Pure Eyes: A Men’s Guide to Sexual Integrity
Chapter 3 – So That’s What’s Going On!
“The Brain’s Reward System”
The brain’s reward system is a handful of di!erent parts that help the brain remember important or pleasurable things for future use or enjoyment. These things could be a type of food, a special event, a certain sensation, a specific person, a particular sexual experience, and so on. While this system has some pretty sophisticated-sounding parts, they are all well worth knowing and remembering.
Dr. Koek offers a quick tour: “What we now understand from careful study with modern neuroimaging methods in human brains as well as from animal studies is that the normal reward system starts with a subcortical connection between a center in the midbrain called the ventral tegmental area (VTA) where dopamine is synthesized and from which it is released with a projection or a transmission or a sending of the dopamine from that area to three major limbic reward system nuclei: the nucleus accumbens, portions of the prefrontal cortex, and the amygdala.”
According to Dr. Koek, that’s “basically it.”
“These structures are deep in the brain,” he added, “they’re not a part of the cerebral cortex [the thinking part of the brain]; they’re subcortical [below the thinking part of the brain], large masses of cells.”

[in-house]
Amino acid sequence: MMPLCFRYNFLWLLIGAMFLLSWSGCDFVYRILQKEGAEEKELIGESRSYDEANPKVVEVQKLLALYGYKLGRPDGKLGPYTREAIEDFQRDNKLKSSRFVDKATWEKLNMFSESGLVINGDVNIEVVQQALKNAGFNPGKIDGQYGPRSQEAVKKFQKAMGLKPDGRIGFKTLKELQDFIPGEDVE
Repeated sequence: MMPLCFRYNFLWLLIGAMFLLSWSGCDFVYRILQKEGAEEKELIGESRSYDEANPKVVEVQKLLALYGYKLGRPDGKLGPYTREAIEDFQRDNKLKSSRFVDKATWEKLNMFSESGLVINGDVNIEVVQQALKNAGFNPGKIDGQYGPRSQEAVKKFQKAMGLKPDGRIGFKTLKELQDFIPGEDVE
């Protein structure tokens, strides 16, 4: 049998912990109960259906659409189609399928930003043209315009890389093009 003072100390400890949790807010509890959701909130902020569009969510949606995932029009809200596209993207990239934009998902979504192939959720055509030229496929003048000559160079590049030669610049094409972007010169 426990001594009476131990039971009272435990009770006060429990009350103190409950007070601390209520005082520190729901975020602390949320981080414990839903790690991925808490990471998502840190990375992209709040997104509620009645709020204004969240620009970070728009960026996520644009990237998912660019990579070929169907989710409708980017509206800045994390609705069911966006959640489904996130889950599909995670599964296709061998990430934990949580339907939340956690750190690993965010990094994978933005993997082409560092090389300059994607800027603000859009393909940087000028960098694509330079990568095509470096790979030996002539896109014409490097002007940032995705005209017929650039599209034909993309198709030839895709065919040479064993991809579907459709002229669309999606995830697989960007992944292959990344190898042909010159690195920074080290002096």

The three areas of the brain to which dopamine is released— the nucleus accumbens, portions of the prefrontal cortex, and the amygdala—are a!ected in di!erent ways by that dopamine release. For example, dopamine release to the nucleus accumbens in the frontal lobe is what causes that experience of pleasure associated with a given reward. Dopamine release to portions of the prefrontal cortex leads to a strengthening of
behavioral circuits required to pursue and obtain a reward. Dopamine release in the amygdala, the portion of the brain that integrates sensory information such as sight, hearing, touch, smell, and taste with emotional information, causes us to remember the details of a situation associated with a reward, such as places, people, smells, and such.
“What this [dopamine release] does,” said Dr. Koek, “is kind of imprint in these circuits the ‘rewardingness’ of a particular rewarding experience and kind of make a memory for the visual, auditory, tactile, gustatory, and sensory experiences that are associated with getting that rewarding feeling, and also the behaviors required to obtain that reward.”
To clarify: the brain has two parts, the reasoning part (relevant portions of the prefrontal cortex) and the feeling part (the reward system, which was just described above). It is this feeling part of the reward system that helps us define what we like or don’t like, even on a small level. There are millions of preferences built up in our brains throughout our lives by this reward system, one for everything we like or dislike: we like popcorn; we don’t like broccoli; we like the beach but we don’t like the mountains.